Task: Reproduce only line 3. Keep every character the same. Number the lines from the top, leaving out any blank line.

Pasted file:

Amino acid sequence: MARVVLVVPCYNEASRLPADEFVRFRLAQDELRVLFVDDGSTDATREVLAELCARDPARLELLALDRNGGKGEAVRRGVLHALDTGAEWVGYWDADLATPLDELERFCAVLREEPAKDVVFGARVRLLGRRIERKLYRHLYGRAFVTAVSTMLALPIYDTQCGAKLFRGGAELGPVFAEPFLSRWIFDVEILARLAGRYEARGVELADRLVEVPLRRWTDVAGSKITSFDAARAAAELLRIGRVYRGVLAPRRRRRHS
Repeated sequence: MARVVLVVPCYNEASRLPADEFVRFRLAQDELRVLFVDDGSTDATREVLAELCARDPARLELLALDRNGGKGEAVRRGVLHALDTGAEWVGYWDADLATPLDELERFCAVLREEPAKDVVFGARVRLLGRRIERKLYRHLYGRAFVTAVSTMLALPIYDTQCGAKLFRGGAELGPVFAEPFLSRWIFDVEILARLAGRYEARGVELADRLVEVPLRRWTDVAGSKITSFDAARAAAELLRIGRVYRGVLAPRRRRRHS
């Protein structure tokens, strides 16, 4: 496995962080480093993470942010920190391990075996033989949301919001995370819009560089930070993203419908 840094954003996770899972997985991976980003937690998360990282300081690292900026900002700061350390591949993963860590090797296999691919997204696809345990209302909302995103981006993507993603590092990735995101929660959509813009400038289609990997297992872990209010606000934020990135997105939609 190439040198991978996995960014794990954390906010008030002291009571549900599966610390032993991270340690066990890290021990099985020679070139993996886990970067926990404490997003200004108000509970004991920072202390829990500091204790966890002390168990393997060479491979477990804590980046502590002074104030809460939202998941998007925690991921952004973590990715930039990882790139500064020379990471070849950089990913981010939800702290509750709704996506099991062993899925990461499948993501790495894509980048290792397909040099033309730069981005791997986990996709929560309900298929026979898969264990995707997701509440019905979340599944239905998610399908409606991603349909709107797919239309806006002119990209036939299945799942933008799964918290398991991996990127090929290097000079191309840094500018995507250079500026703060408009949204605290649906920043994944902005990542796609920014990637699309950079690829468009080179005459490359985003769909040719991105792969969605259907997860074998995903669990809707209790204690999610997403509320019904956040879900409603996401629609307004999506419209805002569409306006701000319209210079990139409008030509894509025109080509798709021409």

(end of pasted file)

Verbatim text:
């Protein structure tokens, strides 16, 4: 496995962080480093993470942010920190391990075996033989949301919001995370819009560089930070993203419908 840094954003996770899972997985991976980003937690998360990282300081690292900026900002700061350390591949993963860590090797296999691919997204696809345990209302909302995103981006993507993603590092990735995101929660959509813009400038289609990997297992872990209010606000934020990135997105939609 190439040198991978996995960014794990954390906010008030002291009571549900599966610390032993991270340690066990890290021990099985020679070139993996886990970067926990404490997003200004108000509970004991920072202390829990500091204790966890002390168990393997060479491979477990804590980046502590002074104030809460939202998941998007925690991921952004973590990715930039990882790139500064020379990471070849950089990913981010939800702290509750709704996506099991062993899925990461499948993501790495894509980048290792397909040099033309730069981005791997986990996709929560309900298929026979898969264990995707997701509440019905979340599944239905998610399908409606991603349909709107797919239309806006002119990209036939299945799942933008799964918290398991991996990127090929290097000079191309840094500018995507250079500026703060408009949204605290649906920043994944902005990542796609920014990637699309950079690829468009080179005459490359985003769909040719991105792969969605259907997860074998995903669990809707209790204690999610997403509320019904956040879900409603996401629609307004999506419209805002569409306006701000319209210079990139409008030509894509025109080509798709021409």